If pragmatic recommendations for treatment of severely head-injured patients could really be applied, they would probably have a considerable impact in terms of reduction in mortality and disability. Since 1995 a Group of Italian Neurointensivists and Neurosurgeons belonging to the Italian Societies of Neurosurgery (SINch) and Anesthesiology & Intensive Care (SIAARTI) has produced this first part of recommendations that are completed by Medical treatment (Part II) and Surgical treatment criteria (Part III). These recommendations reflect a multidisciplinary consent but are based on scientific evidence, when available, and take origin mainly from expert opinions and the current clinical and organizational situation. For this aspect they differ from other American and European guidelines, which are strictly based on criteria of proven efficacy. These recommendations aim at providing a practical reference for all those dealing with severe head injuries from first-aid to intensive care units, setting out the minimal goals of management to be reached throughout the country. For these reasons they need continual critical review and updating. Main clinical aims are: 1) to prevent secondary cerebral damage by continuous and meticulous maintenance of systemic homeostasis 2) to standardize methods of neurological evaluation and CT scan classification and scheduling; 3) to give simple indications for systemic and cerebral monitoring 4) to pragmatically discuss the organizational scenarios and specify the minimal safe clinical approach when patients are treated in non-specialized settings. Briefly, smooth tracheal intubation and ventilation in all comatose patients, administration of rapidly metabolized sedative and analgesic drugs to permit frequent neurological evaluation, restoration of volemia and systolic blood pressure above 110 mm Hg, oxygen saturation >95% and normocapnia, are all recommended from the very early treatment and transport. Homogeneity of language, reliable and correctly tested Glasgow Coma Score and pupillary reflexes, and a simple CT scan classification are recommended to improve communications and clinical decisions in the multidisciplinary setting of management. In comatose patients, cerebral perfusion pressure, intracranial pressure and oxygen jugular saturation must be monitored according to specific criteria, which are described. Therapy with hyperventilation and mannitol should be used only in case of clinical deterioration and uncal herniation. This therapy could be useful to gain time to reach neurosurgery. The aim of these recommendations is to achieve safer management of severely brain injured patients, immediate diagnosis of clinical deterioration and successful identification and treatment of surgical lesions. The impact of these guidelines requires further verification.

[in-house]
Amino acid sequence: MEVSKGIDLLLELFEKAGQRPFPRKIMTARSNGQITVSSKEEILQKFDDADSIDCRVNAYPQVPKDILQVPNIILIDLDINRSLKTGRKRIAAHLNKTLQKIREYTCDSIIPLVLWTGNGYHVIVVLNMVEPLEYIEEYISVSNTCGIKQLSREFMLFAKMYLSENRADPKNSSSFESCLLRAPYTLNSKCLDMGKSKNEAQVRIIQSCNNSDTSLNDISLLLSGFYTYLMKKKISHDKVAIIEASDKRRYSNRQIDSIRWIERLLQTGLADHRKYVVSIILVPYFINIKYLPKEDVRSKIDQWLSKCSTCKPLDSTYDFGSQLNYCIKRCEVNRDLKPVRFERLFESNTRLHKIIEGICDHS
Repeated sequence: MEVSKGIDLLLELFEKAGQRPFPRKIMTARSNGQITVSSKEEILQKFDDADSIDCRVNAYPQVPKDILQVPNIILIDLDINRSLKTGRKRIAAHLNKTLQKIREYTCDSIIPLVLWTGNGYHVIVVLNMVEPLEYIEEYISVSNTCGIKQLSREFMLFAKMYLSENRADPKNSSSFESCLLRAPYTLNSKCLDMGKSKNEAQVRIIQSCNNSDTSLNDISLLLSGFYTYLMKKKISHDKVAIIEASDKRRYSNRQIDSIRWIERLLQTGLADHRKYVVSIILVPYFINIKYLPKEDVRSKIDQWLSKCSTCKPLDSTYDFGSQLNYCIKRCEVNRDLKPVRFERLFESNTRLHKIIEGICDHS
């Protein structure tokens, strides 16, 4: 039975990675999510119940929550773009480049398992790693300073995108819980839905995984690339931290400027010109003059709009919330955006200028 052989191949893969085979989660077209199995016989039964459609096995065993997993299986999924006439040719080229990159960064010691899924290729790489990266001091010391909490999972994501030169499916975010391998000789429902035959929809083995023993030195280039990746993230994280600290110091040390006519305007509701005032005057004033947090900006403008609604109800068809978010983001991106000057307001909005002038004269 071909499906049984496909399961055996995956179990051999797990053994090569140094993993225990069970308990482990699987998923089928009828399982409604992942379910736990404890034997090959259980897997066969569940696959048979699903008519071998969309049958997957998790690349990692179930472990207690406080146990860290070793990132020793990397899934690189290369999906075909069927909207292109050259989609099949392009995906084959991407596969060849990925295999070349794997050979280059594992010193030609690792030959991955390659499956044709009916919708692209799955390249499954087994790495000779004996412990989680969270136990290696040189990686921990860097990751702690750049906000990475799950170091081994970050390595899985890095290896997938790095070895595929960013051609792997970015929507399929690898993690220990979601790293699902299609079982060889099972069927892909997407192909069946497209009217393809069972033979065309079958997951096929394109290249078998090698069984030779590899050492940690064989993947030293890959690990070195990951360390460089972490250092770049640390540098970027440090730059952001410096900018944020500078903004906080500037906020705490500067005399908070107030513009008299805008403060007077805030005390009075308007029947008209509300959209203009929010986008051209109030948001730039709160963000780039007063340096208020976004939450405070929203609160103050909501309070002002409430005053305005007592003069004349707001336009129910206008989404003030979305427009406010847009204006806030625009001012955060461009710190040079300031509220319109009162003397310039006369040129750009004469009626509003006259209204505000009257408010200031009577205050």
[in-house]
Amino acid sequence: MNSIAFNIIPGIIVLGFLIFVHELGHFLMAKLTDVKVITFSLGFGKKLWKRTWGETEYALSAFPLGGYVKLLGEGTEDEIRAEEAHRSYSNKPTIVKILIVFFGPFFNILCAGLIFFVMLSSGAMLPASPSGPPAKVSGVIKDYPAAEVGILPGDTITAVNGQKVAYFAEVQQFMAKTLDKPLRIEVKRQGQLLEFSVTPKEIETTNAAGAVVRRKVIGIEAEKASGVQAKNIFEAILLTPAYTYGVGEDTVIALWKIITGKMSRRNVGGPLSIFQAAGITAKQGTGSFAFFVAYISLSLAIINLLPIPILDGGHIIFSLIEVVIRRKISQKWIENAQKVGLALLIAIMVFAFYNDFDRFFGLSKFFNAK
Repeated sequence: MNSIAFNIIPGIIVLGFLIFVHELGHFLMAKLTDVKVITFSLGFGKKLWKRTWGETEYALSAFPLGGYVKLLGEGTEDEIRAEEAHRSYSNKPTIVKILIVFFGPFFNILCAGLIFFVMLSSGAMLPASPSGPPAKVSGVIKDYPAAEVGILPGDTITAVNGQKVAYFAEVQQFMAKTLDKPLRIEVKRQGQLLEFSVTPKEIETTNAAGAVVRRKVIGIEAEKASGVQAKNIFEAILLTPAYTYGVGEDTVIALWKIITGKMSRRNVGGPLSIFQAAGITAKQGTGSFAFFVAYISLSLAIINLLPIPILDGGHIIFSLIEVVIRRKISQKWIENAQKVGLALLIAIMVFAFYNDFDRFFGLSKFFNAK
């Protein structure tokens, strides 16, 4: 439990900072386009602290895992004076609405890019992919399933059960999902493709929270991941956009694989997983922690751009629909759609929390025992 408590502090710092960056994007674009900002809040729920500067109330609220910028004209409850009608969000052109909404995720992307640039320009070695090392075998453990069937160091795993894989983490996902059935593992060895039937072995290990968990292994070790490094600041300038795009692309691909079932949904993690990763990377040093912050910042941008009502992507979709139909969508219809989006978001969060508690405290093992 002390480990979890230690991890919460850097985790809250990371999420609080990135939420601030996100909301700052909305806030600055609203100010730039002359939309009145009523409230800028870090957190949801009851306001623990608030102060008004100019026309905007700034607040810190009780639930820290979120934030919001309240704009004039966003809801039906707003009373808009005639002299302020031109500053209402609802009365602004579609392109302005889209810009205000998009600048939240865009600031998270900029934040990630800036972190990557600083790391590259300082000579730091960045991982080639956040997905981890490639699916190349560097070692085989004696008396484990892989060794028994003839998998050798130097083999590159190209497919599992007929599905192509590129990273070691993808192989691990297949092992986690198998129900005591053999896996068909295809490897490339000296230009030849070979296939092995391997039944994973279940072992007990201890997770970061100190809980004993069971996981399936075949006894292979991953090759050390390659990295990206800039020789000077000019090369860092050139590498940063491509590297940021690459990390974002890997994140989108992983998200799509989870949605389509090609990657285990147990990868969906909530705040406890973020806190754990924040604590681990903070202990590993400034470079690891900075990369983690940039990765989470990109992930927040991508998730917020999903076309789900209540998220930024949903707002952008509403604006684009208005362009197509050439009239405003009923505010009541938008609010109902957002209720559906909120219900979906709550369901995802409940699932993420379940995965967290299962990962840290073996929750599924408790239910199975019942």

|Titolo:||Guidelines for the treatment of adults with severe head trauma (part I). Initial assessment; evaluation and pre-hospital treatment; current criteria for hospital admission; systemic and cerebral monitoring.|
|Data di pubblicazione:||2000|
|Appare nelle tipologie:||1.1 Articolo in rivista|